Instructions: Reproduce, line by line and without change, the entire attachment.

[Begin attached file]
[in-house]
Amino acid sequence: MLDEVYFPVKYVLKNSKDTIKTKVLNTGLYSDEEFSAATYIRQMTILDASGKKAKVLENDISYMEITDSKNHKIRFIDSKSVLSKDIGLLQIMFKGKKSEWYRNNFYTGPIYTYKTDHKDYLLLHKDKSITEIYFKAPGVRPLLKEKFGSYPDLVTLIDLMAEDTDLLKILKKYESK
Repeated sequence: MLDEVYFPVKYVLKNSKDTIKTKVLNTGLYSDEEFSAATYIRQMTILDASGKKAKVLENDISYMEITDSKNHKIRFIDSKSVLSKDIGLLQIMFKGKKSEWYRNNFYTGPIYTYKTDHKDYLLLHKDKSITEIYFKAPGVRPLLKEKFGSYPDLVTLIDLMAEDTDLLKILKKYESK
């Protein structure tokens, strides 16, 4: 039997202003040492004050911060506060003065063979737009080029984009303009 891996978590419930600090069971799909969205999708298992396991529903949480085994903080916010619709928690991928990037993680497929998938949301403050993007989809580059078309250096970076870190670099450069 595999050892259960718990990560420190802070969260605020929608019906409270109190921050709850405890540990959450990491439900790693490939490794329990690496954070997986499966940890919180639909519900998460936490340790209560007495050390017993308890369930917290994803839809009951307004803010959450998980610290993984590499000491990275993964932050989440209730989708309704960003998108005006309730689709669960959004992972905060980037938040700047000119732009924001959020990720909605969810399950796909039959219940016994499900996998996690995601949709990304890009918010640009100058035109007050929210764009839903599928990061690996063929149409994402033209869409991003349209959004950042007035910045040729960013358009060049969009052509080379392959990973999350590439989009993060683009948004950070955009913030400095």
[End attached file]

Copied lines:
[in-house]
Amino acid sequence: MLDEVYFPVKYVLKNSKDTIKTKVLNTGLYSDEEFSAATYIRQMTILDASGKKAKVLENDISYMEITDSKNHKIRFIDSKSVLSKDIGLLQIMFKGKKSEWYRNNFYTGPIYTYKTDHKDYLLLHKDKSITEIYFKAPGVRPLLKEKFGSYPDLVTLIDLMAEDTDLLKILKKYESK
Repeated sequence: MLDEVYFPVKYVLKNSKDTIKTKVLNTGLYSDEEFSAATYIRQMTILDASGKKAKVLENDISYMEITDSKNHKIRFIDSKSVLSKDIGLLQIMFKGKKSEWYRNNFYTGPIYTYKTDHKDYLLLHKDKSITEIYFKAPGVRPLLKEKFGSYPDLVTLIDLMAEDTDLLKILKKYESK
């Protein structure tokens, strides 16, 4: 039997202003040492004050911060506060003065063979737009080029984009303009 891996978590419930600090069971799909969205999708298992396991529903949480085994903080916010619709928690991928990037993680497929998938949301403050993007989809580059078309250096970076870190670099450069 595999050892259960718990990560420190802070969260605020929608019906409270109190921050709850405890540990959450990491439900790693490939490794329990690496954070997986499966940890919180639909519900998460936490340790209560007495050390017993308890369930917290994803839809009951307004803010959450998980610290993984590499000491990275993964932050989440209730989708309704960003998108005006309730689709669960959004992972905060980037938040700047000119732009924001959020990720909605969810399950796909039959219940016994499900996998996690995601949709990304890009918010640009100058035109007050929210764009839903599928990061690996063929149409994402033209869409991003349209959004950042007035910045040729960013358009060049969009052509080379392959990973999350590439989009993060683009948004950070955009913030400095």